The grid-search method showed the hyperparameter values that provided the best accuracy in FNN and CNN architectures (Table 8). Figures 9 and 10 show the training results of both architectures, demonstrating how the loss function decreases when most epochs are used until a specific number of epochs is reached (80 for FNN and 8 for CNN). Similarly, the accuracy increases in both the training and validation data until reaching the same number of epochs mentioned for the loss function. After this number of epochs, no significant changes were observed for the loss and accuracy values. Using these parameters and cross-validation with *k* = 10, FNN and CNN achieved accuracies of 91.43% and 94.43%, respectively.

Parameter | Best value | |
---|---|---|

FNN | CNN | |

Batch size | 20 | 10 |

Epochs | 100 | 10 |

Training optimization algorithm | Adagrad | SGD |

Learn rate | 0.2 | 0.1 |

Momentum | 0 | 0 |

Network weight initialization | Normal | Glorot_normal |

Neuron activation function | Softsign | Linear |

Weight constraint | 3 | 1 |

Dropout regularization | 0 | 0.4 |

### Significance tests

We performed a test of significant differences, with a 95% confidence level, between the two best-performing ML algorithms (LG and CNN). Accordingly, we found no significant differences between the accuracies of these two algorithms (*p*-value = 0.447).

## Discussion

In this work, we show the application of unsupervised and supervised learning approaches of ML and DL for the classification of 11 cancer types based on a microarray dataset. We observed that the best average results using the training and validation data are obtained using the raw dataset and the LR algorithm, yielding an accuracy value of 100% (validation set, using the hold-out splitting method). One could assume there is overfitting since the confusion matrix showed an extremely good behavior; however, the comparison of the training and validation accuracies between parameters using the entire dataset may indicate perfect accuracy in both training and validation datasets. Additional tests with independent data should be done to discard potential overfitting.

On the other hand, MLP and LDA showed a high accuracy value of 97.14% in the validation dataset. This improvement in accuracy was obtained by optimizing several parameters (number of neurons in MLP) and preprocessing the dataset with PCA.

After tuning four parameters, RF obtained high results, with a maximum accuracy of 85.71%. In contrast, DT obtained 51.14% accuracy, demonstrating that DT does not work properly for the datasets used in this study, despite tuning several parameters (in our case, three).

Our findings demonstrate that the various algorithms work better by preprocessing the datasets differently. Our results show that MLP, DT, and LDA improved in performance if PCA was applied in advance. However, LG, KNN, NB, RF, and *K*-means worked better using no preprocessing. Only SVC improved when using scaling and, interestingly, none of the other algorithms showed better results using scaling and PCA on the datasets.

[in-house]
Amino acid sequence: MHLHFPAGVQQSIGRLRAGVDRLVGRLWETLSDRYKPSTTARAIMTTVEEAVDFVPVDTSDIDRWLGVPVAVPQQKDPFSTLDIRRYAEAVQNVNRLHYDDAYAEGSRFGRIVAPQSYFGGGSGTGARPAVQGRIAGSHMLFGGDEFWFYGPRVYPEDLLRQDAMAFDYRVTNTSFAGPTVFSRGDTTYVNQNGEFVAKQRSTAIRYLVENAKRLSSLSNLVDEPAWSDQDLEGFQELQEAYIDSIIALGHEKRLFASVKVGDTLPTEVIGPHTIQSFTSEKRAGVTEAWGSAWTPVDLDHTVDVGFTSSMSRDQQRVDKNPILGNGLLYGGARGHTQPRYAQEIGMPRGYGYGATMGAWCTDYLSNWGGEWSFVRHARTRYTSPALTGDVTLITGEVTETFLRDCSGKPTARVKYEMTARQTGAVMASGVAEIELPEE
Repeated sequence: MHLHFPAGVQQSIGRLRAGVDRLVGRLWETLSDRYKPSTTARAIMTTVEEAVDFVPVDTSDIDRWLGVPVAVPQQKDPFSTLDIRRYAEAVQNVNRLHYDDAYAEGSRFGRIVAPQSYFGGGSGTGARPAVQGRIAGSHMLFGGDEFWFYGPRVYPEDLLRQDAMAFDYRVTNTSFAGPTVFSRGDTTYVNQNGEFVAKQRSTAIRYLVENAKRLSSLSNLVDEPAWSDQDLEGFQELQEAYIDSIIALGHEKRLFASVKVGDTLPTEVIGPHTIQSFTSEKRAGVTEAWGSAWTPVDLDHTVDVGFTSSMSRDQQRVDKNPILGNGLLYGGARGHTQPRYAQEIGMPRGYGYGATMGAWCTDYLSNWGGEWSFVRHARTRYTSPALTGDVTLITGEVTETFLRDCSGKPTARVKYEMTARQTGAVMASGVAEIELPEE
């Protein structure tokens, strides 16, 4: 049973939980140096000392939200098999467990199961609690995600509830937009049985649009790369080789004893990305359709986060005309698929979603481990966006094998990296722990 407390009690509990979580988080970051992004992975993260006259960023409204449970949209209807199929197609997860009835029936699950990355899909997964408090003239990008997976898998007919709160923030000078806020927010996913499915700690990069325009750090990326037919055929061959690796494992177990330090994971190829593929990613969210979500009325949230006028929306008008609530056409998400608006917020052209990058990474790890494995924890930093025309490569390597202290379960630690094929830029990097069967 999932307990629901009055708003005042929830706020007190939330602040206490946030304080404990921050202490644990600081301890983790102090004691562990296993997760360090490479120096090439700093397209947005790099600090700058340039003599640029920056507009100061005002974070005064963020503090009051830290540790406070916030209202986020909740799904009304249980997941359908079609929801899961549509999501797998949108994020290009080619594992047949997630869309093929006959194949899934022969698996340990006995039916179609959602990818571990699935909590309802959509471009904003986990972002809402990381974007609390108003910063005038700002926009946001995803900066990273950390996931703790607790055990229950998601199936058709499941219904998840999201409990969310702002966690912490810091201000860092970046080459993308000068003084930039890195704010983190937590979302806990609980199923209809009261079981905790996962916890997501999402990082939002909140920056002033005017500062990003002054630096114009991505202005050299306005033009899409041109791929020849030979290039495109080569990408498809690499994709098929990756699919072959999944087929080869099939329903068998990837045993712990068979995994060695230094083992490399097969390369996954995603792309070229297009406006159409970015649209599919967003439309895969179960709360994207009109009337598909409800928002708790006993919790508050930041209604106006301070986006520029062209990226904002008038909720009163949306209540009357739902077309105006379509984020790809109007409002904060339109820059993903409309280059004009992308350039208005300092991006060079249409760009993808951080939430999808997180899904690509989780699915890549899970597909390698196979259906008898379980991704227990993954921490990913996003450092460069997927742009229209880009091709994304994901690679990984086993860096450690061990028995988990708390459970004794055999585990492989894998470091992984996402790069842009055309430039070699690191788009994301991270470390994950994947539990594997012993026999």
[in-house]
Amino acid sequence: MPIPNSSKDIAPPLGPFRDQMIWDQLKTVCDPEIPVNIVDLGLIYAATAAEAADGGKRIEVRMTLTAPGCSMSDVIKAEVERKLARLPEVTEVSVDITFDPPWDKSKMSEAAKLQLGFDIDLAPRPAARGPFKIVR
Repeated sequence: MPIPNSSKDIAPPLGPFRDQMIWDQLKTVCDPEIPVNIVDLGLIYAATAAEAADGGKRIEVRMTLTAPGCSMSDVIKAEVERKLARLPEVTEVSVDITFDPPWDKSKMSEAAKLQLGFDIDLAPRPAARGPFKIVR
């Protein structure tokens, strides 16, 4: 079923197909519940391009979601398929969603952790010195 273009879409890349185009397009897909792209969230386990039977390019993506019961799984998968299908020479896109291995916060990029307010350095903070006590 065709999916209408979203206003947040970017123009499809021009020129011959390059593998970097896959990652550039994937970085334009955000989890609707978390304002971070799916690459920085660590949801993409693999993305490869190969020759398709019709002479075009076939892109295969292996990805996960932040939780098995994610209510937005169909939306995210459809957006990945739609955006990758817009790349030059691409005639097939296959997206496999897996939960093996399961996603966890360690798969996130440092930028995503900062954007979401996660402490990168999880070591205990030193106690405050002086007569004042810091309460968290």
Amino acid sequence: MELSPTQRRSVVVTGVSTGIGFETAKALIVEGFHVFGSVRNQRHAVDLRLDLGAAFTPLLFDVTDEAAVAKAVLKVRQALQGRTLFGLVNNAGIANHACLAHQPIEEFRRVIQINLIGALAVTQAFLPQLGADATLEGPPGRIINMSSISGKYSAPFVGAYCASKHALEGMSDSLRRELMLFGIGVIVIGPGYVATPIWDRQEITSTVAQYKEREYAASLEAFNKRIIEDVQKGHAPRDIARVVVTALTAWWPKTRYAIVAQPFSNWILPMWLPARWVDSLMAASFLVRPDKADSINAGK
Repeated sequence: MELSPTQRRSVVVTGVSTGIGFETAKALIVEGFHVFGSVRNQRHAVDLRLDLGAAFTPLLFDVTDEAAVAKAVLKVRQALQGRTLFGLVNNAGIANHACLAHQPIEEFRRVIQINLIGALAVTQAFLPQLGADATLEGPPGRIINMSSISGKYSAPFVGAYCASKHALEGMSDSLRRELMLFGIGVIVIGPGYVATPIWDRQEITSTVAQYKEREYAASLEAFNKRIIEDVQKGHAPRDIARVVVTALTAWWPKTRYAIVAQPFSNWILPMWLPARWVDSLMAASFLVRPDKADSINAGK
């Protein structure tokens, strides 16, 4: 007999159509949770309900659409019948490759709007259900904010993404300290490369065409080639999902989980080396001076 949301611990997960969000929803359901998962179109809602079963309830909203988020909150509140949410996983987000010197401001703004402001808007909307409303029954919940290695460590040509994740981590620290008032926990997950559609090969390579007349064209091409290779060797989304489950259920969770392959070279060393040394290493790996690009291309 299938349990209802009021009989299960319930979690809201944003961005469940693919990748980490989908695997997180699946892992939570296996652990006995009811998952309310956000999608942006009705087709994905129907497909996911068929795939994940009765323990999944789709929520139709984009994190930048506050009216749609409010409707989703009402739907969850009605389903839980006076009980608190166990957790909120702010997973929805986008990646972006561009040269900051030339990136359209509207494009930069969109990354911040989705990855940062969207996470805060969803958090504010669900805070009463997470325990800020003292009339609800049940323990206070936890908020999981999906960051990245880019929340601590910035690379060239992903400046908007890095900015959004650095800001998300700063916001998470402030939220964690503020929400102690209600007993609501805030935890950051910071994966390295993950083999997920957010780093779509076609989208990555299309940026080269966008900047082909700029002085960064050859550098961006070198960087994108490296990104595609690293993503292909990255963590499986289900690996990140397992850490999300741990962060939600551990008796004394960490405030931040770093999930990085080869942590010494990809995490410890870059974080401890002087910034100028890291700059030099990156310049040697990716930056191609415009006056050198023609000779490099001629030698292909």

Parameter tuning can improve the accuracy of the algorithm used (Table 7). For instance, SVC obtained a low accuracy of 10.82% before preprocessing but increased to 81.98% after tuning. Although most of the algorithms improved their accuracies after the tuning process, only two of them (SVC and *K*-means) showed significant changes. We conclude that LG is the best ML algorithm for the test dataset in this study, providing an accuracy of 90.6% with a standard variation of 5.94 from the cross-validation analysis based on ten times. Nevertheless, we recommended using it with moderation. On the other hand, for DL architectures, CNN obtained the best accuracy with 94.43% (Fig. 10). The grid search technique enabled parameter tuning and improved the results, allowing us to propose new DNN architectures (i.e., the architectures showed in Fig. 1). Finally, we found no significant difference between the accuracies obtained by LG and CNN.

## Conclusions

Cancer is predicted to become the most deadly disease for humans in the future (Dagenais et al., 2019); therefore, early diagnosis, identification, and treatment are needed to control the disease. ML and DL techniques are promising tools for the classification of cancer types using complex datasets, such as microarrays. In this study, we obtained predictions with as high as 93.52% and 94.46% accuracies, which will allow patients with these types of pathologies to receive an early and precise detection of their disease, and will also contribute to the discovery of new selective drugs for the treatment of these types of tumors.

## Supplemental Information

### Commands in R language to perform significance tests.

These commands were executed in Rstudio to calculate if the accuracies of the ML algorithms are statistically different. Also, these commands were used to find out if the tuning process produced significant changes in the accuracies at a confidence level of 95%.

### Hierarchical maps (dendograms) using as criterion for choosing the pair of clusters to merge at each step (A) Single, (B) Average, (C) Complete, (D) Weighted, (E) Centroid, and (F) Median methods.

These hierarchical maps were generated by data without transformation and deleting their labels. Clustering approaches demonstrate whether the data contain relevant patterns for grouping.